Friday, October 20, 2006


Money for War

A new Opinion piece by WSJ argues that there is not enough money going to the war effort.

Is there a "right" number to spend on a war?
Is a percentage comparison even appropriate?

Shouldn't a real dollar comparison be used. And alongside that, a timeline trend to compare each conlfict?

BTW-if anybody wants to do that, I would like to see it and I will post it if you do...

I actually think % of GDP is probably the best way to go. It reflects how much of our "national income" goes to paying for the war effort.

Think of it in this example. Say a man buys a car in 1995. Let's say that ten years later the price of gas has stayed the same and he drives the same ammount of miles he did when he first bought his car. This leads us to believe that he is spending the same ammount of real dollars in gas each month as he was in 1995.

Let's say that in 1995 this accounted for 10% of his monthly budget. But, ten years later, he has a better job and his monthly income has doubled. Now, even though he's spending the same number of real dollars on gasoline each month, it takes up only 5% of his monthly income. From this information, would you say the man's "gasoline burden" has decreased or stayed the same over the last ten years?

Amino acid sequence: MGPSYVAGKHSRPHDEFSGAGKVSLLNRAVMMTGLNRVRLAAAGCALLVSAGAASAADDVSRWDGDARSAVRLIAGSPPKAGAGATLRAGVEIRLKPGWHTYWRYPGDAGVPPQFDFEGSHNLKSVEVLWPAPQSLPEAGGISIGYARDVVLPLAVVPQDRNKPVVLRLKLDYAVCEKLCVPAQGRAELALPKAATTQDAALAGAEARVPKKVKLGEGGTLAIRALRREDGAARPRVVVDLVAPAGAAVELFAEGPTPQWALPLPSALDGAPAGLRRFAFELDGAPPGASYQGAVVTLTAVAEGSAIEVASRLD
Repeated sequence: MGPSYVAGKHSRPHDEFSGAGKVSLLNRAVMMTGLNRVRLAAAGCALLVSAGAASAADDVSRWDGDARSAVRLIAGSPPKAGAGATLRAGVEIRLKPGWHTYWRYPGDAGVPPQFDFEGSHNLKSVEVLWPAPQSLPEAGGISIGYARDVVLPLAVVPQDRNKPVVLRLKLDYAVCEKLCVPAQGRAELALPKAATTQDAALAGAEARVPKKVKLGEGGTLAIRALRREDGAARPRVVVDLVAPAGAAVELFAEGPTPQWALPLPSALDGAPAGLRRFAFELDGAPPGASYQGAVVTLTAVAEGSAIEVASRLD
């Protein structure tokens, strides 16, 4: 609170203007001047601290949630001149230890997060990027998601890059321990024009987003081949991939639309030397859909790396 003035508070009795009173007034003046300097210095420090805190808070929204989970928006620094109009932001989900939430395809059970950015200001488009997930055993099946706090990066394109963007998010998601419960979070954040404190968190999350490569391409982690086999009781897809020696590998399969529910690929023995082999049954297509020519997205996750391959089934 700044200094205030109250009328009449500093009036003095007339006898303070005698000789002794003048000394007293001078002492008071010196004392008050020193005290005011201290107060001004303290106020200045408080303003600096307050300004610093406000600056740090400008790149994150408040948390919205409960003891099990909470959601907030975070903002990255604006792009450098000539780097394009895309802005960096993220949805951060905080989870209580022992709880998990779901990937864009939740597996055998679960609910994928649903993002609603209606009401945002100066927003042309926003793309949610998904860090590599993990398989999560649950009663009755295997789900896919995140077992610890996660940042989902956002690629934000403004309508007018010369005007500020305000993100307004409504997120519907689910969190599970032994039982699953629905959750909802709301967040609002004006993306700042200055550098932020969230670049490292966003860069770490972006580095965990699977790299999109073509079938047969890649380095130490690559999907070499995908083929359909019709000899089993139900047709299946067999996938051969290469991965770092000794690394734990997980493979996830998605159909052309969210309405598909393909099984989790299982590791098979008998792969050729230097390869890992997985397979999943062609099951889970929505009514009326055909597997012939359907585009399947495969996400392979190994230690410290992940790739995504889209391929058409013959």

One thing I did not like about the article (which was recently cited by Greg Mankiw's blog btw) was that he claims an increase in taxes to fund the war would have stunted economic growth.

First, there is a difference between not raising taxes in the face of a war and cutting them. Second, can we honeslty make this claim?

If the war is not funded by tax revenue it has to be funded one of two ways: printing money (not really an option in the US) or borrowing money.

If the US borrows money, it will bid up interest rates and crowd out private investment (at least somewhat), which will certainly have an impact on economic growth.
There is an important ratio involved in the how much to spend question: Offense/Defense
At the end of WWI the ratio was offense heavy, meaning, for example, that $10 of offense was required to overcome $1 of defense (think of the board game Risk)
At the outset of WWII the ration swung further in the direction of offense, so we saw massive invasions.
In the current war the pendulum has swung again in favor of defense, as is true of all guerrila wars. 1 terrorixt can hold down 30 marines for as long as a week, at virtually zero cost to the terrorist.
Some have said that Bid Ladin is just draining the American economy in order to exact revenge for US attacks on Arabs.
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